CRIMINAL JUSTICE PROCESS
Generally speaking, the concept of the legal system can often seem very complex, confusing, and intimidating. However, to assist in comprehending the system, the state of Kansas has defined a sequence of events in processing criminal cases where each action encompasses a specific function. Whether it is the police officer who investigates the crime, the prosecutor who must gather the facts for action, the defendant who must obtain a lawyer and prove their case, or the judge and jury who determine the fate of the offender; having a basic understanding of the law is imperative in protecting individual rights. Within this paper I will discuss the Kansas state criminal justice process and the multifaceted decisions that ensure justice is provided to all.
Although the Kansas criminal law process is disclosed, it still may be difficult for an individual to navigate through the system alone. Therefore, once a person is taken into custody, he/she should immediately seek counsel to assist in the legal process. The first step in the criminal process is the investigation by law enforcement before an arrest is made. Moreover, an investigation of a said crime may be initiated in many ways. For instance, it could be as simple as an officer who witnesses a vehicle speeding or something that requires a more collective effort such as a 911 call from a bystander. An officer may speak to only one person or it may involve multiple witnesses being interviewed where evidence may be gathered over time. If an officer believes that there is enough evidence of a crime, he/she can try to obtain a search warrant. This process includes a judge who will review the information and approve/disapprove the warrant based on probable cause. Probable cause, as it applies to a search, is the facts and circumstances that would lead a reasonable person to believe that evidence is in a particular place (Wright, 2013).
After law enforcement has conducted their investigation, a criminal arrest will transpire. A person may or may not be aware that they will be taken into custody, but in either situation, it is important for that individual to obtain the representation of an experienced defense lawyer as soon as possible. An arrest is defined as a seizure of a person and/or deprivation of his/her personal liberty by a legal authority or under legal authority (Gale, 2002). In Kansas, an officer of the law may arrest a person for the following reasons: a warrant commanding that person to be arrested; has probable cause to believe that a warrant for the person's arrest has been issued in this state or in another jurisdiction for a felony committed therein; has probable cause to believe that the person is committing or has committed felony (KSA, 2009). No matter where or when an interrogation occurs, the person in custody (deprived of his or her freedom of action in any significant way), must be read their Miranda rights if the suspect's answers are to be used as evidence at a trial (Merriam-Webster, 1996). A Miranda warning is not required if a person is not in police custody; however, anything the person says can still be used at trial if the person is later charged with a crime. This exception most often happens when the police stop someone on the street to question him/her about a recent crime and the person blurts out a confession before the police have an opportunity to deliver the warning. Therefore, it is critical that a person in custody does not answer the police/detective’s questions without having a lawyer present. This will ensure the individual’s rights under the Fifth Amendment are protected and they do not make any self-incriminating statements.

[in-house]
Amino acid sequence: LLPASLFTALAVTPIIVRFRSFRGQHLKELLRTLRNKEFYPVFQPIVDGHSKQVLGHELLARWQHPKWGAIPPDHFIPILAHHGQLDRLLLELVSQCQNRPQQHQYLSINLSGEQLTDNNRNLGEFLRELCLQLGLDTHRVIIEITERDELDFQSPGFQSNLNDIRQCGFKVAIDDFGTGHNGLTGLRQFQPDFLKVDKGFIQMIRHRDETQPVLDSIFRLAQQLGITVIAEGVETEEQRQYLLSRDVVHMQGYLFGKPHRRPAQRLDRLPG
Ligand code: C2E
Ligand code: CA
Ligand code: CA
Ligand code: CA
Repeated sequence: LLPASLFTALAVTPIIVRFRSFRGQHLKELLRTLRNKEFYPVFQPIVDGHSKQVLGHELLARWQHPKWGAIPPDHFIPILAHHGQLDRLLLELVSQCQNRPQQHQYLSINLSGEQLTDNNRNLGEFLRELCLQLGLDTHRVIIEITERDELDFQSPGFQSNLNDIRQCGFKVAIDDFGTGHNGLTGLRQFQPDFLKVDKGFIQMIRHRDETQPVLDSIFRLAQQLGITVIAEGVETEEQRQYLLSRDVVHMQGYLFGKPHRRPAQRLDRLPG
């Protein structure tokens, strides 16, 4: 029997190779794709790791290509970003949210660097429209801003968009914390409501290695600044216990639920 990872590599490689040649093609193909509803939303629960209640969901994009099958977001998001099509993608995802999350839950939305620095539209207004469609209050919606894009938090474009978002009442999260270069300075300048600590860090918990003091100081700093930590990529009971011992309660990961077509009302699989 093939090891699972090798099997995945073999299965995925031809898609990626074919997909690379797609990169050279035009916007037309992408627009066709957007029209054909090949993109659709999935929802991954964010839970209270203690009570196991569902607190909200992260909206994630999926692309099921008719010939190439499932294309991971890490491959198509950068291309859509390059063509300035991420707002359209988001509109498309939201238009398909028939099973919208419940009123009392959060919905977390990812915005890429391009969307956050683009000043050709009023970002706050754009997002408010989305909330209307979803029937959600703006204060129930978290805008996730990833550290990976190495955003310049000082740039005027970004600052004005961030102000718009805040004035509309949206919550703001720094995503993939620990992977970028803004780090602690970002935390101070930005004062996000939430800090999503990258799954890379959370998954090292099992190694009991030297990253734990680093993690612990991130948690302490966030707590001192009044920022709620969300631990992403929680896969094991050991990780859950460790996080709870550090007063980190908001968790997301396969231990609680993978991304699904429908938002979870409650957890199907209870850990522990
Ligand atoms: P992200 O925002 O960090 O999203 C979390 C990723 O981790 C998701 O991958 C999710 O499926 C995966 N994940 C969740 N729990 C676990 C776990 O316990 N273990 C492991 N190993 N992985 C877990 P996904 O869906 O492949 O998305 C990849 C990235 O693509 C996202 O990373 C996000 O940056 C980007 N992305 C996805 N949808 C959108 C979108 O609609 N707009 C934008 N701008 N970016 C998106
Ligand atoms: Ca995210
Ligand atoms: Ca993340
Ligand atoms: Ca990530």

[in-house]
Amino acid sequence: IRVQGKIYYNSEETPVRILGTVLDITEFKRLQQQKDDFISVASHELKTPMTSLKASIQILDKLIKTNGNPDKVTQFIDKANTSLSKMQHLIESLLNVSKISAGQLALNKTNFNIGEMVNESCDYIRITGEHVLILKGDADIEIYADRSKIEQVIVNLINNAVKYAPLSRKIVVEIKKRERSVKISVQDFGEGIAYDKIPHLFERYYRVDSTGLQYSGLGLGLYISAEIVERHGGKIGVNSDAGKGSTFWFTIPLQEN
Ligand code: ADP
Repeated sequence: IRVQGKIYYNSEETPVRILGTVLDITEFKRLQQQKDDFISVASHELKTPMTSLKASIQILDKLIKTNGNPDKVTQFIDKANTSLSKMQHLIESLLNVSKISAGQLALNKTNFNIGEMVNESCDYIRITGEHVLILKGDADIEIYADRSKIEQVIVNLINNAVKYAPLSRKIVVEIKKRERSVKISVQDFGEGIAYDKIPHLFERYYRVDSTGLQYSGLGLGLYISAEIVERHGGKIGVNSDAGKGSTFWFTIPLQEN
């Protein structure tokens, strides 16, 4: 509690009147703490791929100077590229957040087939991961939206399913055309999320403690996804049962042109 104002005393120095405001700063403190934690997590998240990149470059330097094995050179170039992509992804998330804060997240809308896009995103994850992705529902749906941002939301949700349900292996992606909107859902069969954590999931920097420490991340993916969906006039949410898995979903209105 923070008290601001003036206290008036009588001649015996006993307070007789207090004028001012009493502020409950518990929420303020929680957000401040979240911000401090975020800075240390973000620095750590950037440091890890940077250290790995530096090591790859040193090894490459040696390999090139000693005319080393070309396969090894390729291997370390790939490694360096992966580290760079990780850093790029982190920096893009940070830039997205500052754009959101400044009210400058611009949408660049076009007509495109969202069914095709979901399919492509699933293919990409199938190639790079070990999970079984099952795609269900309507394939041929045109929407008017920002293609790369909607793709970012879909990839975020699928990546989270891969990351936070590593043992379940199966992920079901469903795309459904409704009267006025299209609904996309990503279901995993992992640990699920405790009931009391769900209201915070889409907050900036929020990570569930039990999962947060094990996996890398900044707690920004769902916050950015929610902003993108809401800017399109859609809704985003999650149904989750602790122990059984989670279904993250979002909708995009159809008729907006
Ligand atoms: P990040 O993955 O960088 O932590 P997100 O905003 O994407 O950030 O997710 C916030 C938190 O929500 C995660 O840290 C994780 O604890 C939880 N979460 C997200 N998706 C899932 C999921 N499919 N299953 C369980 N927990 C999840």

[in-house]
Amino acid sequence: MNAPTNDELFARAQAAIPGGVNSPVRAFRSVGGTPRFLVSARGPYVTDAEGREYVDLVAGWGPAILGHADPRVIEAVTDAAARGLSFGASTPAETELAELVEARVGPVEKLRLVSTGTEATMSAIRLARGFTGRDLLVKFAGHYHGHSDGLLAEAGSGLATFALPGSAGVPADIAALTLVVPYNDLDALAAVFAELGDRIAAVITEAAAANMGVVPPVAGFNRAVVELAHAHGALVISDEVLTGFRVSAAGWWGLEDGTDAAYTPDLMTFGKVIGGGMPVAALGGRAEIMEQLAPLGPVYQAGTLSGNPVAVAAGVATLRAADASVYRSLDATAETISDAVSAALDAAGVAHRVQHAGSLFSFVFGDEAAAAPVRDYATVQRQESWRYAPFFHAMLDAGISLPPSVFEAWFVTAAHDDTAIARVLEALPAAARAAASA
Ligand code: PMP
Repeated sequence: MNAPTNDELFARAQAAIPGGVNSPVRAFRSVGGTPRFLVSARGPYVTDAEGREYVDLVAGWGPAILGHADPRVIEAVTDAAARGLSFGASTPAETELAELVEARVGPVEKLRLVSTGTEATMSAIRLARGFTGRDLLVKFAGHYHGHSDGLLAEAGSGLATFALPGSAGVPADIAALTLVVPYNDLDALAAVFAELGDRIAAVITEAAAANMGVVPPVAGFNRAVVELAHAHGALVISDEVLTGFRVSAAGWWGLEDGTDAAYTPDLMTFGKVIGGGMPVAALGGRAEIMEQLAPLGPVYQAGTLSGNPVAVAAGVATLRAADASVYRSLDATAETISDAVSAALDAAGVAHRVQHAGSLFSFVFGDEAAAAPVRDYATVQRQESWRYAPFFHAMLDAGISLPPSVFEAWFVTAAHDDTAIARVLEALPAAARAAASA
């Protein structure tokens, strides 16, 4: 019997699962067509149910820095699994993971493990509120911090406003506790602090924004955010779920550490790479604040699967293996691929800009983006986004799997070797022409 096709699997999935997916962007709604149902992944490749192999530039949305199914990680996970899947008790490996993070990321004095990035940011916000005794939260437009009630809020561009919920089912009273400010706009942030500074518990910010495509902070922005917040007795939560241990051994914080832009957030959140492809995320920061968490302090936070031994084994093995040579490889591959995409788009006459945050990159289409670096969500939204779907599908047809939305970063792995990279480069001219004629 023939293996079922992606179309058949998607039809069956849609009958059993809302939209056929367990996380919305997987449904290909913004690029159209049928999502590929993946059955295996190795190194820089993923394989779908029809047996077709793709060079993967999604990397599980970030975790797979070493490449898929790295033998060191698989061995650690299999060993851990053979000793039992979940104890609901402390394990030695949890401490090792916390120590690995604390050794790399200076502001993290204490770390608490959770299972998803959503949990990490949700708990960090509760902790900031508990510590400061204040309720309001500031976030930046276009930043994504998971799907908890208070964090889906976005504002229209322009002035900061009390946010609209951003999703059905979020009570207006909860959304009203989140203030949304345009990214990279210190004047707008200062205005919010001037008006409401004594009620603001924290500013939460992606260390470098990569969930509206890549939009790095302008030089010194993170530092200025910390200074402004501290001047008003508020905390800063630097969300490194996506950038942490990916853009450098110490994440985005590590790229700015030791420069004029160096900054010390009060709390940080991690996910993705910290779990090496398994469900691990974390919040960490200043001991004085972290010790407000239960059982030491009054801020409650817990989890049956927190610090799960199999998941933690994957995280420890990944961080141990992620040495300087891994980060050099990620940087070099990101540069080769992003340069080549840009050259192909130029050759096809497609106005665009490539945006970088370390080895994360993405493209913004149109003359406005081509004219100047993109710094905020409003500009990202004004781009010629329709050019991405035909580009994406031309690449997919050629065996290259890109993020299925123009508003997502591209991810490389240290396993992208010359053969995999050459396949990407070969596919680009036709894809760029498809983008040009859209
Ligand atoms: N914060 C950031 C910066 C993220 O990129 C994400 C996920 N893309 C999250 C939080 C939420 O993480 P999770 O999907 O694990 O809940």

Kansas divides crimes into two categories: felonies and misdemeanors. A felony crime can be defined as a crime that results in incarceration of one year or more in jail or prison (Wright, 2013). The state of Kansas has four types of...
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